When we talk about the speed of the internet, what we're really talking about is the speed at which that information is traveling back and forth on the network, to and from your device.

We see internet speeds in things like loading times. Slow internet isn't the only reason that your computer might struggle to load a website, of course (more on that later), but, all else held equal, a faster internet connection will deliver the information your device needs to that device faster, which will mean faster loading times for everything from websites to streaming videos.

How Internet Speeds Work: What Is Mbps?

So internet speeds are just a measure of how fast information is sent to and from your computer over the internet: that's simple enough. So what's with all of these numbers?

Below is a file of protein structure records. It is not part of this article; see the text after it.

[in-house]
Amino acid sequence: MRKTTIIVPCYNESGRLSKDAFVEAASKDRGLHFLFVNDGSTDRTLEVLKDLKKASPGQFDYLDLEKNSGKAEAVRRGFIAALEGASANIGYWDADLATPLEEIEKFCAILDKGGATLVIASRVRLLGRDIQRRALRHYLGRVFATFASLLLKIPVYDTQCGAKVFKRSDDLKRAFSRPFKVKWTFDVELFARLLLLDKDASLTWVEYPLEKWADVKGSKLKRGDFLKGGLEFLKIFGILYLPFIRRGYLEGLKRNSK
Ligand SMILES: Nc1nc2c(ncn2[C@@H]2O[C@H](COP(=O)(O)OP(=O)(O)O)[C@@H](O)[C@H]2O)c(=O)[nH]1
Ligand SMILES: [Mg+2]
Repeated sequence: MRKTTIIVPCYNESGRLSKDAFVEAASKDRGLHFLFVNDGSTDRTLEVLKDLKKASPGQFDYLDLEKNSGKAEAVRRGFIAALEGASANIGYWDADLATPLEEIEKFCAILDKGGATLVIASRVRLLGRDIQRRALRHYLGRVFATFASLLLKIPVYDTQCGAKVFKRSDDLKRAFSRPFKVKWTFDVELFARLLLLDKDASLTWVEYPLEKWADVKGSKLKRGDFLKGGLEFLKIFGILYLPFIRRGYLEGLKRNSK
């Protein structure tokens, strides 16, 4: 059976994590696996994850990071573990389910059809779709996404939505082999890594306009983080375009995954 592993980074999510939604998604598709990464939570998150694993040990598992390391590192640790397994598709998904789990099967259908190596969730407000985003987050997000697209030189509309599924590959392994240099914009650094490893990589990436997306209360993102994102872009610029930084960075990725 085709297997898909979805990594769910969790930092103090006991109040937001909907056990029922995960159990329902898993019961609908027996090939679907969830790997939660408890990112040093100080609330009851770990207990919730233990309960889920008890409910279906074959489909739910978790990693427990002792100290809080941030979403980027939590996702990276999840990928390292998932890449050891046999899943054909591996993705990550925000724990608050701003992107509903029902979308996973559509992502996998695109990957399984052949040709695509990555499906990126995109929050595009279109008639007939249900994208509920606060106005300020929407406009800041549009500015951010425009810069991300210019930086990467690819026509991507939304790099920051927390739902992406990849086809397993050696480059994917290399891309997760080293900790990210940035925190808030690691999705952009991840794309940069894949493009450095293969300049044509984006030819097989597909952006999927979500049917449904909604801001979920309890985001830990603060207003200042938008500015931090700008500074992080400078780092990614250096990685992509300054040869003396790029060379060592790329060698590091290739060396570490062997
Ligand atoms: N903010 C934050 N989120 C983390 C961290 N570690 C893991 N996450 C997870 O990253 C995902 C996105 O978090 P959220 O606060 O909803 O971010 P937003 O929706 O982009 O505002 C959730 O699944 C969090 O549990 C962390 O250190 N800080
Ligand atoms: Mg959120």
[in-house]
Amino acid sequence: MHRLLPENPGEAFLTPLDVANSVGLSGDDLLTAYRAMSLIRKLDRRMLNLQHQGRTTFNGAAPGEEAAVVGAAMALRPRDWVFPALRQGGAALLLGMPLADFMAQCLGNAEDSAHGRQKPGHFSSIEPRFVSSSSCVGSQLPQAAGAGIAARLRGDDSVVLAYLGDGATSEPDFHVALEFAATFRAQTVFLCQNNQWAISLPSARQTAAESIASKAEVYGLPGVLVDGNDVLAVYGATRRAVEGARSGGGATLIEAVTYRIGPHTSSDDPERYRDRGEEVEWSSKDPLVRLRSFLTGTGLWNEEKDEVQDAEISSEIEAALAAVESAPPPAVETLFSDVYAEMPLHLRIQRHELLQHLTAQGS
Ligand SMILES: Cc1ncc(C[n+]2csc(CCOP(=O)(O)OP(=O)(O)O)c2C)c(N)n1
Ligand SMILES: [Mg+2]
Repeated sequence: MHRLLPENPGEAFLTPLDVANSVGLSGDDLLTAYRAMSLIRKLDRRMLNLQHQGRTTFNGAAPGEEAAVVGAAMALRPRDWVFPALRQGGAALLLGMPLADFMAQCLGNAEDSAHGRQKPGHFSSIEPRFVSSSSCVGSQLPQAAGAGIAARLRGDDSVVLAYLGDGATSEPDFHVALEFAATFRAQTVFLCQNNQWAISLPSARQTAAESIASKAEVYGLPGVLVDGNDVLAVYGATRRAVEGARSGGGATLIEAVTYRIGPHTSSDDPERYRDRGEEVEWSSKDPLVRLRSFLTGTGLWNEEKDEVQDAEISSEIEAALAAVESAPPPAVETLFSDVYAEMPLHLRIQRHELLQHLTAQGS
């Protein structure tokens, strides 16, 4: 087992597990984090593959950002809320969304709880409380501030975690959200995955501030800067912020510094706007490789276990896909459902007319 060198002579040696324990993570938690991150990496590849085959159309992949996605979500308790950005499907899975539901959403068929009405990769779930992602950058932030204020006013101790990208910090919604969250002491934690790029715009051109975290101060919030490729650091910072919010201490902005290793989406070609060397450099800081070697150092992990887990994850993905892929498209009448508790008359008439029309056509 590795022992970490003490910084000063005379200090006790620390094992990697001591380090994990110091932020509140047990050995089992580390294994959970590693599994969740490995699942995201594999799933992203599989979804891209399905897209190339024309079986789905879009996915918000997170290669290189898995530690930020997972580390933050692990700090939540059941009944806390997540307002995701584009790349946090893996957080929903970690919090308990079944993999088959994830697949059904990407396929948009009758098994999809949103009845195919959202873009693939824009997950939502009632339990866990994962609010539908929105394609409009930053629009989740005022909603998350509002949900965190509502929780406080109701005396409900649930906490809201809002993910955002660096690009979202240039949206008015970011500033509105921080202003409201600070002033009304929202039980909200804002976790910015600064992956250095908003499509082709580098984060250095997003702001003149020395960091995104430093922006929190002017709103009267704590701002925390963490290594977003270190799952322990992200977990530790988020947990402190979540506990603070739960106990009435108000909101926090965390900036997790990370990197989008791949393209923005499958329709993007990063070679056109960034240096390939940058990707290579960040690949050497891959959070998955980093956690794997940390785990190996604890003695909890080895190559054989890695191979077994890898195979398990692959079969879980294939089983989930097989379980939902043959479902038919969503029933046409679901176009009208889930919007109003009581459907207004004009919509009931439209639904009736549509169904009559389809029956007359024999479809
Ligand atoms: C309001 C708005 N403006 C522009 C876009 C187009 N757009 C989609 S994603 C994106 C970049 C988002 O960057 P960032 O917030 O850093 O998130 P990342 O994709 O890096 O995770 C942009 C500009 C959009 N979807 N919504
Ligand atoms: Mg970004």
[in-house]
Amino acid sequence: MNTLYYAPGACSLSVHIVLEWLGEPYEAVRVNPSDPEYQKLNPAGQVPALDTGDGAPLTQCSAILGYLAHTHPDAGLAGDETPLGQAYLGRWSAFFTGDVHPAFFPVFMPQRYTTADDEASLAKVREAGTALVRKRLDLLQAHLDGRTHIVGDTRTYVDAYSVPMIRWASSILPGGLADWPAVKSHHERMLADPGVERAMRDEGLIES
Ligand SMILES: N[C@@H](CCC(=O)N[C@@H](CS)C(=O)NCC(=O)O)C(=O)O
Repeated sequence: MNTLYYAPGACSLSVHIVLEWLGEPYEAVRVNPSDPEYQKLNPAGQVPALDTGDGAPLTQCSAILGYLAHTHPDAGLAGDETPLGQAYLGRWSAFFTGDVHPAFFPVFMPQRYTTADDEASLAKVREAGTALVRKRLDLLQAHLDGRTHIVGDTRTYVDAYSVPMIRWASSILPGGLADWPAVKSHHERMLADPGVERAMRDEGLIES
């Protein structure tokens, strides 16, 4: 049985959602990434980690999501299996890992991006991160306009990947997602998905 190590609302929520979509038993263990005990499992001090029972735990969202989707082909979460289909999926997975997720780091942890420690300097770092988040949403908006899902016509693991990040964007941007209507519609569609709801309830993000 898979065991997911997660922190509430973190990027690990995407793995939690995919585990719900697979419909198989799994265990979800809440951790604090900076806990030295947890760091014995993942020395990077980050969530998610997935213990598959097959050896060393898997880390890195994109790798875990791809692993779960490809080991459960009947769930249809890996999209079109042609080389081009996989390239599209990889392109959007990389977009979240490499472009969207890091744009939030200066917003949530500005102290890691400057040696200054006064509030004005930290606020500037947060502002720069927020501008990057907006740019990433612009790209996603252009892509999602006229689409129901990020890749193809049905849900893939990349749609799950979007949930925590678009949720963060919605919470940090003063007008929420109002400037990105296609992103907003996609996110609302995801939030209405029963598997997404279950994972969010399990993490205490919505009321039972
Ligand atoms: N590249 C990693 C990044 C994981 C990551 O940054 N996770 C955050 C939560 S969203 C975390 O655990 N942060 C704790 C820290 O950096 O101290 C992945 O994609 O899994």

The numbers you see when you research internet speeds are usually measures in Mbps. That stands for “megabits per second,” and it's just a measurement of a rate – like “miles per hour.” In this case, the rate tells us how much information (in megabits) is being transferred over time (in seconds).

What's a megabit? It's a unit of data that is equal to a bit over 1 million bits. “Bits,” in turn, are the smallest measure of data in confusing: a 0 or a 1.

If this sounds not-quite-familiar, that's because other areas of computer often use the megabyte, which is bigger than a megabit – eight times bigger, to be exact. That's because a byte is 8 bits. Computers like dealing with multiples of two, since everything is built on binary data points – those 0-vs.-1, yes-vs.-no “bits.”